The United States Commission on International Religious Freedom recommended that the State Department place Azerbaijan on its Special Watch List for its ongoing and systematic religious freedom violations. The report also cites the Azerbaijani attack on Ghazanchetsots Cathedral in Shushi.
The country update also details the many obstacles posed by mandatory registration and other restrictions on religious communities, the continued imprisonment of religious activists, and recent violations committed in the context of the renewed conflict over Nagorno Karabakh.
The report highlights that during the renewed conflict in Nagorno Karabakh in 2020, the Ghazanchetsots Cathedral in Shushi was hit twice by Azerbaijani forces. In December, Human Rights Watch concluded that the attack was intentional, constituting a war crime that should be investigated and prosecuted.
“The announcement of a ceasefire in early November formalized the territorial gains Azerbaijan had made militarily, and it set a staggered timeline for the cession of additional territories to Azerbaijan—raising concerns about the protection of various churches, monasteries, cemeteries, and other religious and cultural sites scattered throughout the region,” said the report.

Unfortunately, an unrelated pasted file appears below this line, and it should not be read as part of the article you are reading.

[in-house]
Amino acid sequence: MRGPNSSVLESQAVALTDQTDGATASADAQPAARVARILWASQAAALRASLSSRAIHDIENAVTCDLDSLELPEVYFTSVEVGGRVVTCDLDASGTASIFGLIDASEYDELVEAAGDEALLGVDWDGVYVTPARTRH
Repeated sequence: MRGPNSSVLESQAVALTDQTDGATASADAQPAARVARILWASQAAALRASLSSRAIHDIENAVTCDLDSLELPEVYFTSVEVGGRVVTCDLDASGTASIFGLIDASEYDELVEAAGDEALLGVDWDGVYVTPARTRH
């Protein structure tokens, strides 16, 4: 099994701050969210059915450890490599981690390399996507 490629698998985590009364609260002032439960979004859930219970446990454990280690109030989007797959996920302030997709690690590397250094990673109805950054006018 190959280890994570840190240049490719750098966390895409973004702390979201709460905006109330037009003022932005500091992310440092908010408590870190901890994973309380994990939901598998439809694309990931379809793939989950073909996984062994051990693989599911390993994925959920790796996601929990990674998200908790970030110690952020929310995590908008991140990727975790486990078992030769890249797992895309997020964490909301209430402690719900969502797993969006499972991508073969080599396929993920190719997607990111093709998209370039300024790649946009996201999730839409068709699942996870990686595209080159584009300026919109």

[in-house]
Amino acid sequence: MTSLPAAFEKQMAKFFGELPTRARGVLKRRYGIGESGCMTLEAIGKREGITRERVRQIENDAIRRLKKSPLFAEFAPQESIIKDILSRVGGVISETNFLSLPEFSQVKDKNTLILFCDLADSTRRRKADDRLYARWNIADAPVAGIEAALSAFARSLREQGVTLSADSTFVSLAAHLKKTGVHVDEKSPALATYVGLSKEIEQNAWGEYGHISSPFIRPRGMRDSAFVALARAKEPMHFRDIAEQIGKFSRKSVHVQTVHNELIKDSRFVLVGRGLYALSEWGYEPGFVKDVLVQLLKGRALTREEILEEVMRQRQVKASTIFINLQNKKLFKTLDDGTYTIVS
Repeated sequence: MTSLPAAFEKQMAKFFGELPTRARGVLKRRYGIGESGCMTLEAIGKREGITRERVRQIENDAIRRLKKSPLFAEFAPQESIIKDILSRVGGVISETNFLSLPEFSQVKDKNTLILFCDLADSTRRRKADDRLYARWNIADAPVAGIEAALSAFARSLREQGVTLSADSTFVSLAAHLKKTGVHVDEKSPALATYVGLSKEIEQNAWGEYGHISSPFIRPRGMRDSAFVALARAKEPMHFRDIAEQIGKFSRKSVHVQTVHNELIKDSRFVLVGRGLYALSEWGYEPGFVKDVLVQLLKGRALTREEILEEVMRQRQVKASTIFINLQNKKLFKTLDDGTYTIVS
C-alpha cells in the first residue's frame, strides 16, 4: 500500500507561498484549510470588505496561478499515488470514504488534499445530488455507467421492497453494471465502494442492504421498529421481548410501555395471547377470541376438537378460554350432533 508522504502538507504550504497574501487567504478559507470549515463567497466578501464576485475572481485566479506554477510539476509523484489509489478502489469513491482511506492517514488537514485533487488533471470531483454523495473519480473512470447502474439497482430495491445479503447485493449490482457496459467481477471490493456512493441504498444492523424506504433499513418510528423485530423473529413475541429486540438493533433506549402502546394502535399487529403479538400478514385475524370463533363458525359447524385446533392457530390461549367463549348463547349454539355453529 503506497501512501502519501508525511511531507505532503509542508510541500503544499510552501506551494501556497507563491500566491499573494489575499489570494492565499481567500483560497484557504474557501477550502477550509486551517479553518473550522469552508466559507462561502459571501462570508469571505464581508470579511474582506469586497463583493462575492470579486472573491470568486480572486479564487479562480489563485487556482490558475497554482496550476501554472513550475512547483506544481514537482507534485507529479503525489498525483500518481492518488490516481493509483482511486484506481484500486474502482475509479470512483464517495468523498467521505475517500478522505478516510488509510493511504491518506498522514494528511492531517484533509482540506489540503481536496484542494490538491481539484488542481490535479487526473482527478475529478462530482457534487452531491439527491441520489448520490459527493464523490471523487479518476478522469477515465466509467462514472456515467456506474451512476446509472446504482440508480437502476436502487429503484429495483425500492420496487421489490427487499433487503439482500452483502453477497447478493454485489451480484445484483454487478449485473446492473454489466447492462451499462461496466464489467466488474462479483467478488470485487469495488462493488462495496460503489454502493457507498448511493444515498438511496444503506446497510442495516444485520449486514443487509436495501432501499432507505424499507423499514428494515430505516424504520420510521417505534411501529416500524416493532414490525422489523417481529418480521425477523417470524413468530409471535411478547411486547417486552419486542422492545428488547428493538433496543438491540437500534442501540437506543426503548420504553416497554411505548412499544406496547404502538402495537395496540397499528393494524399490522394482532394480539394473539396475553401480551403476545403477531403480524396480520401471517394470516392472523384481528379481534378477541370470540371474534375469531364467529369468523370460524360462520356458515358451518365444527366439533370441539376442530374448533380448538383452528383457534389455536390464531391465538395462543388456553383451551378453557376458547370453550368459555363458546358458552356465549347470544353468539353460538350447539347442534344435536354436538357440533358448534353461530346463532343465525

Azerbaijani President Ilham Aliyev reportedly gave assurances to his Russian counterpart, Vladimir Putin, that the country would protect Christian churches in these areas. However, some sites, such as a cemetery situated alongside an Armenian church in Hadrut, have already been vandalized, said the report. In late November, the United Nations Educational, Scientific, and Cultural Organization reiterated a call for the protection of heritage sites in the area, and it proposed dispatching a preliminary field mission to produce an inventory of such sites “as a prerequisite for effective protection of the region’s heritage.”
According the report, religious freedom in Azerbaijan remains severely impeded by problematic legislation, particularly the country’s 2009 law “On Freedom of Religious Beliefs,” which the government has shown little interest in revising.